Richard Furnstein: "I Wanna Be Your Man" is a sub-ape of a song with few redeeming qualities. It's a simple Ringo shouter in the vein of "Boys" and "Matchbox." The primal bashing and overworked cymbals can't make up for it's lack of depth and sonic shortcomings. The Lennon/McCartney composition was originally released by The Rolling Stones as their second single. It sure was nice of John and Paul to offer those illiterate hairdos some scraps as they were finishing another songwriting genius buffet. "Oh, you lippy chaps are hungry for some material? Why, have this throwaway tune that we were going to give to our tone deaf, childlike drummer." I guess Keith Richards and Mick Jagger were scared of being left behind in the new age of original rock compositions because they gratefully scarfed up that lean meal.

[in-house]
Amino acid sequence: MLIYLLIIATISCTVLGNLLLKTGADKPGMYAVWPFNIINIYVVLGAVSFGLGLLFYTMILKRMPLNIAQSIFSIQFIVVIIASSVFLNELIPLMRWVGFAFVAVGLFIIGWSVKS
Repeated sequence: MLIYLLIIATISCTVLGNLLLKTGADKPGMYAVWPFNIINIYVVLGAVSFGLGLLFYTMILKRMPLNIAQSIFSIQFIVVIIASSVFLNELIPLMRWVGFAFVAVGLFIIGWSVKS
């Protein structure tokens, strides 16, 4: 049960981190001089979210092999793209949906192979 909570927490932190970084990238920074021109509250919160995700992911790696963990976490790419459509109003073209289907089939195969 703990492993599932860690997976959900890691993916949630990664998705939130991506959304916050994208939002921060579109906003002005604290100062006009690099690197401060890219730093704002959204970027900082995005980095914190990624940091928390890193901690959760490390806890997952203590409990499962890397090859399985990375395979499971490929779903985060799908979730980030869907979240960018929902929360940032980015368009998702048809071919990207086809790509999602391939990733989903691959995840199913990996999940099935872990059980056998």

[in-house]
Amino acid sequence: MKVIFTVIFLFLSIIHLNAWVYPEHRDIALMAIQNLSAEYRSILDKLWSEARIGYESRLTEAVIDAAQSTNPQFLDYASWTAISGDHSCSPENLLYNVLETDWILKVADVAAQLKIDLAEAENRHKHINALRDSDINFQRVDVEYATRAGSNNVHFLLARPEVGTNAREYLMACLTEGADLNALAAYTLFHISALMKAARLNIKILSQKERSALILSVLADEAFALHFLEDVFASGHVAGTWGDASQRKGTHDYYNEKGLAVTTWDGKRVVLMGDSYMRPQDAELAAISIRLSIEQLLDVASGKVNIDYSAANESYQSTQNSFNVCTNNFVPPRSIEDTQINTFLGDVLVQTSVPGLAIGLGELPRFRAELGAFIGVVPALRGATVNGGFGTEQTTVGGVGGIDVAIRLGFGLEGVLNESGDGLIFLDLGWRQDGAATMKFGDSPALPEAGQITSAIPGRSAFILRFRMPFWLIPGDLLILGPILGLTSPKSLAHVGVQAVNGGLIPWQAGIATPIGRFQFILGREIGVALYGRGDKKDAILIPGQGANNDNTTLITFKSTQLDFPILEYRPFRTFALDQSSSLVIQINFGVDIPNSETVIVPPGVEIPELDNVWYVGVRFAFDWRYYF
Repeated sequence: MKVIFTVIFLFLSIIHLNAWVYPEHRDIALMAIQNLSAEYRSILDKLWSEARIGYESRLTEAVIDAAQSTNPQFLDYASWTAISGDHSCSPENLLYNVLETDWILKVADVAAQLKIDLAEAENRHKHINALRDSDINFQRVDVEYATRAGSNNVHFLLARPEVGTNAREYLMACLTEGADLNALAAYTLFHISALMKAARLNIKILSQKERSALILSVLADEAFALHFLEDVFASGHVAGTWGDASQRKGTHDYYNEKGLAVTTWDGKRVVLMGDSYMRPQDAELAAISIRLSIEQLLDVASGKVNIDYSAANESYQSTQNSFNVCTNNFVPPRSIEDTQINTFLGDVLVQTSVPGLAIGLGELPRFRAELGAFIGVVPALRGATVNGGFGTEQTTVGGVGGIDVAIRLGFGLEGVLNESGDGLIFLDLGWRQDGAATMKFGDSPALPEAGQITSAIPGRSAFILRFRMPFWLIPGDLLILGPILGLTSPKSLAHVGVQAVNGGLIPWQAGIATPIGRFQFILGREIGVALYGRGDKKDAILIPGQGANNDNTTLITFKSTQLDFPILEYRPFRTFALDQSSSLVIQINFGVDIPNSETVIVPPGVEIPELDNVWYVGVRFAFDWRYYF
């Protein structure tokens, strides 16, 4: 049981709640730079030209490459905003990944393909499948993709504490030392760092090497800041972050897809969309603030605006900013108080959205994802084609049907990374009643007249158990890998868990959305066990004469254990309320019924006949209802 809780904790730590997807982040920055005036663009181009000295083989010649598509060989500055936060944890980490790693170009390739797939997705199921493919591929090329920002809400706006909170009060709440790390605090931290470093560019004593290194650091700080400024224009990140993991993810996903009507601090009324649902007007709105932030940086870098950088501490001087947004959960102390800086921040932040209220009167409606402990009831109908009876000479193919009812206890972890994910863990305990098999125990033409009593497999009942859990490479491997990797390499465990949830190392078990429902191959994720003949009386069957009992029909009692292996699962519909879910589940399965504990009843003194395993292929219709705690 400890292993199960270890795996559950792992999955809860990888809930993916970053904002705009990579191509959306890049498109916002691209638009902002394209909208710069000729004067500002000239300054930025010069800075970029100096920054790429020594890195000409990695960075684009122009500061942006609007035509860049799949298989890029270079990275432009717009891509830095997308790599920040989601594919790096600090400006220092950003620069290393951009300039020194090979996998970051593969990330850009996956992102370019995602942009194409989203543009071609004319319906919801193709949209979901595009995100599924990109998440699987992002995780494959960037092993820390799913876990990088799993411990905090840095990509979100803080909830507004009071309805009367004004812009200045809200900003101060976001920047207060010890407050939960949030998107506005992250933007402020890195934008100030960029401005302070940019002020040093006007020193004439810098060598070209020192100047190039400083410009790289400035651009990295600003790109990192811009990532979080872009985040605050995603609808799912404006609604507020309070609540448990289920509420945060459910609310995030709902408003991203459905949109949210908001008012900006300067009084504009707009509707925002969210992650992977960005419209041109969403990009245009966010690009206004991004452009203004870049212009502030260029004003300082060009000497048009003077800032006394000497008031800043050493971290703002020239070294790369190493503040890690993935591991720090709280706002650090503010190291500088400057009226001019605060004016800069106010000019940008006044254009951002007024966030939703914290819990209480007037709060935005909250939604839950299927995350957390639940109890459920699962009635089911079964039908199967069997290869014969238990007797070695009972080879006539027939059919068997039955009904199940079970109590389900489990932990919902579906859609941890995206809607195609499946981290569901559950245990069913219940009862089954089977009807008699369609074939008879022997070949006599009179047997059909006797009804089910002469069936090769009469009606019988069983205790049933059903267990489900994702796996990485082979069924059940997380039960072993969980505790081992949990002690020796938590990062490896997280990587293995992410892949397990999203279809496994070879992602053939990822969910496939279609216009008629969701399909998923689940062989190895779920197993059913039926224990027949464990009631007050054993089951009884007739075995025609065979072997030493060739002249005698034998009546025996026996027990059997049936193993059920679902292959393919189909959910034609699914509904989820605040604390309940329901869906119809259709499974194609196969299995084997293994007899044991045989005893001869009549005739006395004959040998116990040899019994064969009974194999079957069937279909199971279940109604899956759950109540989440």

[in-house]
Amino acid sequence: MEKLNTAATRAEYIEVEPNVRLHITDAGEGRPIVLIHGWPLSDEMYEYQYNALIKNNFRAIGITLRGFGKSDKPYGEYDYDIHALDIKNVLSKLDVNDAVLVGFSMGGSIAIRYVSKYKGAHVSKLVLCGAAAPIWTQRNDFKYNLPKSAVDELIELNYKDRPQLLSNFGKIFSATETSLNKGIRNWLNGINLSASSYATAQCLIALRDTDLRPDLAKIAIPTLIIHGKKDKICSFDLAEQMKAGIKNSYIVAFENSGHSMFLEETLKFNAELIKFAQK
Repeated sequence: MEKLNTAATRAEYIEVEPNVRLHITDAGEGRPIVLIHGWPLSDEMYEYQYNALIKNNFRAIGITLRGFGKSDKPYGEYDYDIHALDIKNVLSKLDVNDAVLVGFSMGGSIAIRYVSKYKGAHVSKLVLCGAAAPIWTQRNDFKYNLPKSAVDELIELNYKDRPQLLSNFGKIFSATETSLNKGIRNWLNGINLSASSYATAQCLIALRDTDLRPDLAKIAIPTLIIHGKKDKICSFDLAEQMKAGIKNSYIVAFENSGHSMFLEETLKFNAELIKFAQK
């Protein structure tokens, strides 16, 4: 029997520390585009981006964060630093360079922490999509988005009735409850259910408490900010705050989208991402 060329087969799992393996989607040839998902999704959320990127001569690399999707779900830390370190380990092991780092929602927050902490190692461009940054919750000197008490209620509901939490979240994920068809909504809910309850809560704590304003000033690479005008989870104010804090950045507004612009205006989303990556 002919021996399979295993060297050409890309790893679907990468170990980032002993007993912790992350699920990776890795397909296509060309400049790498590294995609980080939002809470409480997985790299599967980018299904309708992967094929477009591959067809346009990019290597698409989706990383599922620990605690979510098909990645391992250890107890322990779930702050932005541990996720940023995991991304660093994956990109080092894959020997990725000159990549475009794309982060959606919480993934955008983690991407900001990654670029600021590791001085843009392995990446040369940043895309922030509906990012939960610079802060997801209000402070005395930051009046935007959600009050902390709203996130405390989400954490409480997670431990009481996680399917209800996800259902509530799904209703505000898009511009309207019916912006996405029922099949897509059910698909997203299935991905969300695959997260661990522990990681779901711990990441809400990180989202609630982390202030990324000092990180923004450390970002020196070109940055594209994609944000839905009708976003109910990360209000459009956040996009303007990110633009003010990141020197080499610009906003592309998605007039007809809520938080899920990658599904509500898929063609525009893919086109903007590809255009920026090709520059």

John and Paul later disagreed on the origins of the tune. Paul claimed that they worked it up from a Paul snippet with the purpose of providing a song for Ringo to sing on the second Beatles album. The song was the provided to The Rolling Stones when they requested a Lennon/McCartney composition to release as a single. John claims that "I Wanna Be Your Man" was written in front of the Stones. Imagine the look of humiliation on Mick's face when John and Paul were squeezing out this one in five minutes. "Wanna learn how to write songs? GRUNT, SPLASH, FLUSH." This is a better story and it seems like a classic Lennon ego trip. As a result, I'm more inclined to believe Paul's tale.